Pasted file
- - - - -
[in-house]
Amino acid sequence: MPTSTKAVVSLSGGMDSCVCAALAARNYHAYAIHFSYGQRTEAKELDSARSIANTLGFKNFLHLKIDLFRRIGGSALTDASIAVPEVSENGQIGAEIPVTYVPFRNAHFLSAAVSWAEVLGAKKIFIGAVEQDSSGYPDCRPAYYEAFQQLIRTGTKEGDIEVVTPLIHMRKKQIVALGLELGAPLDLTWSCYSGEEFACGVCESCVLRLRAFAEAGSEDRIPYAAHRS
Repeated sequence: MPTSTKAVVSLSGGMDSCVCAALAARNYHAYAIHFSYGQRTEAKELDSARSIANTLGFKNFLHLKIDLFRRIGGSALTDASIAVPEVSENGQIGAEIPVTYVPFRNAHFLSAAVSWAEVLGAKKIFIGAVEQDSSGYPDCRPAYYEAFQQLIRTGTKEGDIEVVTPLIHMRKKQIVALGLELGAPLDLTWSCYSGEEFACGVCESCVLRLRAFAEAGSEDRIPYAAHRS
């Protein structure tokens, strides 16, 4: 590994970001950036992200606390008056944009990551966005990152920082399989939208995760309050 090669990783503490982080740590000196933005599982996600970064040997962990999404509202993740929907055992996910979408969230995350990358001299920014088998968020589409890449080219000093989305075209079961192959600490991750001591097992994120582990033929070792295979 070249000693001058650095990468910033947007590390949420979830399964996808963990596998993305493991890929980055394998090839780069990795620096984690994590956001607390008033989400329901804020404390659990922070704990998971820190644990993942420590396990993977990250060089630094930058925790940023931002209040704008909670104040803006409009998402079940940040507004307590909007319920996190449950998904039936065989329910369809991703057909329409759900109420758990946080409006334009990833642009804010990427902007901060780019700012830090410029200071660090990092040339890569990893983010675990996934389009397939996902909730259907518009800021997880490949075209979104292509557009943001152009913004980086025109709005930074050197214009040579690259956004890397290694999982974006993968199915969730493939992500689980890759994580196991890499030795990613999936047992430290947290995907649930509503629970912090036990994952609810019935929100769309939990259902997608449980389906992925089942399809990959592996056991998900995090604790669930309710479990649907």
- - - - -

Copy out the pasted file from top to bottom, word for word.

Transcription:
[in-house]
Amino acid sequence: MPTSTKAVVSLSGGMDSCVCAALAARNYHAYAIHFSYGQRTEAKELDSARSIANTLGFKNFLHLKIDLFRRIGGSALTDASIAVPEVSENGQIGAEIPVTYVPFRNAHFLSAAVSWAEVLGAKKIFIGAVEQDSSGYPDCRPAYYEAFQQLIRTGTKEGDIEVVTPLIHMRKKQIVALGLELGAPLDLTWSCYSGEEFACGVCESCVLRLRAFAEAGSEDRIPYAAHRS
Repeated sequence: MPTSTKAVVSLSGGMDSCVCAALAARNYHAYAIHFSYGQRTEAKELDSARSIANTLGFKNFLHLKIDLFRRIGGSALTDASIAVPEVSENGQIGAEIPVTYVPFRNAHFLSAAVSWAEVLGAKKIFIGAVEQDSSGYPDCRPAYYEAFQQLIRTGTKEGDIEVVTPLIHMRKKQIVALGLELGAPLDLTWSCYSGEEFACGVCESCVLRLRAFAEAGSEDRIPYAAHRS
């Protein structure tokens, strides 16, 4: 590994970001950036992200606390008056944009990551966005990152920082399989939208995760309050 090669990783503490982080740590000196933005599982996600970064040997962990999404509202993740929907055992996910979408969230995350990358001299920014088998968020589409890449080219000093989305075209079961192959600490991750001591097992994120582990033929070792295979 070249000693001058650095990468910033947007590390949420979830399964996808963990596998993305493991890929980055394998090839780069990795620096984690994590956001607390008033989400329901804020404390659990922070704990998971820190644990993942420590396990993977990250060089630094930058925790940023931002209040704008909670104040803006409009998402079940940040507004307590909007319920996190449950998904039936065989329910369809991703057909329409759900109420758990946080409006334009990833642009804010990427902007901060780019700012830090410029200071660090990092040339890569990893983010675990996934389009397939996902909730259907518009800021997880490949075209979104292509557009943001152009913004980086025109709005930074050197214009040579690259956004890397290694999982974006993968199915969730493939992500689980890759994580196991890499030795990613999936047992430290947290995907649930509503629970912090036990994952609810019935929100769309939990259902997608449980389906992925089942399809990959592996056991998900995090604790669930309710479990649907």